When the Nintendo Playstation prototype was first uncovered by Dan Diebold in his father’s garage, no-one believed him. The thought of such a thing existing was untenable – Sony and Nintendo parted ways after their collaboration to build a home console failed, and it resulted in the birth of the Playstation, the home console that let Sony dominate the industry for nearly a decade. While the prototype itself is legit (it previously belonged to Olaf Olaffsson, a former CEO of Sony Interactive Entertainment America), no-one knew if it worked, and Diebold and his father didn’t have the expertise to take it apart for repairs. So they arranged to have it looked at by a professional company that restores game consoles, and the console now works almost perfectly. Hit the jump for more.
This was what would have been produced and released to market if Sony and Nintendo had seen the project to its end. Designed to play games from both a cartridge and a laser disc, the idea was for the two companies to work on a better version of the original Super Nintendo, with a few tricks up its sleeve. The first was the dual capability to play carts and disc-based games, which would ensure that it would remain useful for quite a while. The other was that the system bus that serviced the cartridge also act as an expansion port, allowing owners to later upgrade the system with more memory, more storage space, and possibly a better graphics chip, if it came to that.
Two hundred of these prototypes were created. This one is labeled “2” on the circuit boards and the inner chassis, suggesting that it’s the second one to ever be made. After the partnership broke down, both companies presumably destroyed every last prototype they could find. Some do still exist in the wild and at least one has been pictured before in Japan, but this is the first one that works.
The Diebolds had the console fixed and discovered that it works almost perfectly. The system plays regular SNES games and functions well in that regard. The system was taken apart and photographed and many people have discussed the internals of the machine, which are similar to, but not an exact replica of, the Super Nintendo hardware that it is based on. The only thing that doesn’t work at this stage is the SuperDisc drive. When powering on the system into the diagnostics mode, the drive throws up an error that it is faulty, which might be the case. Unfortunately, there’s no way it’ll ever get replaced, because there are no known working SuperDisc drives for this machine out in the wild. What a pity.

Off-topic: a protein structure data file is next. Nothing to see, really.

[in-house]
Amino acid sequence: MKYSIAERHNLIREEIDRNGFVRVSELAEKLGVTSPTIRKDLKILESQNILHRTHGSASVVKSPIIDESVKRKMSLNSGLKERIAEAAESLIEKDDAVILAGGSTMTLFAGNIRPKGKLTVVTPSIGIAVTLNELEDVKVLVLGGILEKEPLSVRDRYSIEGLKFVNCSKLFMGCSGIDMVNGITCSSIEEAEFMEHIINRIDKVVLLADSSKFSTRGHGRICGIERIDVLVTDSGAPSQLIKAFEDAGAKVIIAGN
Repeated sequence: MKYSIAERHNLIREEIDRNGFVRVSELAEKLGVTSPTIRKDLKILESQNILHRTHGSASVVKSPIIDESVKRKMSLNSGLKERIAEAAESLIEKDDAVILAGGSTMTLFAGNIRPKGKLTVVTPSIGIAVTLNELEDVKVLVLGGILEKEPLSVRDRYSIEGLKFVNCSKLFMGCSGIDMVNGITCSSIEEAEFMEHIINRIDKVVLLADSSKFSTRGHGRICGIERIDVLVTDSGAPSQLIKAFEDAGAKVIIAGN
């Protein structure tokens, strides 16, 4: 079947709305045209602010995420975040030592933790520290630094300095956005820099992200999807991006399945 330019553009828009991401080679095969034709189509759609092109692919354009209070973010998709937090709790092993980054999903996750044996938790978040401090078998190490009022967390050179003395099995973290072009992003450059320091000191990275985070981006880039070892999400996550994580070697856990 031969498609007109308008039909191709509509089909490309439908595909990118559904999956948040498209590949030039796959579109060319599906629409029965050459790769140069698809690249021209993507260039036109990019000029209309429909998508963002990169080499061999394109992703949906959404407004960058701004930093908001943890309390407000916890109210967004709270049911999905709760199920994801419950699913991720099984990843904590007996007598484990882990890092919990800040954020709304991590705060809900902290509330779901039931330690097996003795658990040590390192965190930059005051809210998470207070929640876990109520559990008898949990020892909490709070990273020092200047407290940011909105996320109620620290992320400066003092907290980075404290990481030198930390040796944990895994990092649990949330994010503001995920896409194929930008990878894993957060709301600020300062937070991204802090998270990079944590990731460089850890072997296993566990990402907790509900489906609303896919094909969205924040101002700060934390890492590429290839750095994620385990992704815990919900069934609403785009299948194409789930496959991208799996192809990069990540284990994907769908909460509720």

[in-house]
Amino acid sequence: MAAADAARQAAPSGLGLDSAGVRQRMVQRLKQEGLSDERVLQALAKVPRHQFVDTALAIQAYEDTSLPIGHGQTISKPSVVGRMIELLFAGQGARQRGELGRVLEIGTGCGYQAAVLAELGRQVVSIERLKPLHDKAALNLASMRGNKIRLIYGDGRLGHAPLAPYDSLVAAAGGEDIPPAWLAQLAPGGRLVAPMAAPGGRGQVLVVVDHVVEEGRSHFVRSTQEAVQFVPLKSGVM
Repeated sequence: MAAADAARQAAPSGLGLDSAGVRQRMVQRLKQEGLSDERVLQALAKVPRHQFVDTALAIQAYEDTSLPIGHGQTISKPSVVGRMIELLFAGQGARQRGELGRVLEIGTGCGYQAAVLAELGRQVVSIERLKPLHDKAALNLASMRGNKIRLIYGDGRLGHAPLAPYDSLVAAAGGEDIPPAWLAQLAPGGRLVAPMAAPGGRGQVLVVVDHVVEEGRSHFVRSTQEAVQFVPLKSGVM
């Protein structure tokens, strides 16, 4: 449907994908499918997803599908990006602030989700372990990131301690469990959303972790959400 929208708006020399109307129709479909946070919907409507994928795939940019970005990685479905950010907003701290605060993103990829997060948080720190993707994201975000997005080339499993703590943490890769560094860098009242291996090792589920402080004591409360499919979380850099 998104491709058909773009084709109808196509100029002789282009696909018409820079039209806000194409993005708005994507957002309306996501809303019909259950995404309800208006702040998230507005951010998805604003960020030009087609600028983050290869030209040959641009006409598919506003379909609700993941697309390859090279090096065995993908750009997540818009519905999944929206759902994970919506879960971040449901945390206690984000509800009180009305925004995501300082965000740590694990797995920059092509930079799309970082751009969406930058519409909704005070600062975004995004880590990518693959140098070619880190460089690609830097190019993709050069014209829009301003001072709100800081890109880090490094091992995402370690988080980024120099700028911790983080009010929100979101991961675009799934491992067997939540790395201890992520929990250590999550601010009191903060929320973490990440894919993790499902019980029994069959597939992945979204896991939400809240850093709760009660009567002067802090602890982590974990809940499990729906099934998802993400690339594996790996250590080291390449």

On the plus side, every little technical detail about this machine is being recorded and worked on. The chips on the circuit boards have all been identified. People are working on recovering the console’s BIOS to learn more about it, and the boot-up cartridge that came with it, which might reveal more secrets, is also faulty and in the process of being recovered.
Dan says he’ll never sell the machine, even after being offered over $45,000 for it. He and his father are currently showing it off at a games expo in Japan, and want to find a museum where it can be displayed. Its the ultimate “what-if” scenario, and it’s possibly the only one of its kind. Check out the video below and fast-forward to 2:26.
Source: Nintendo Life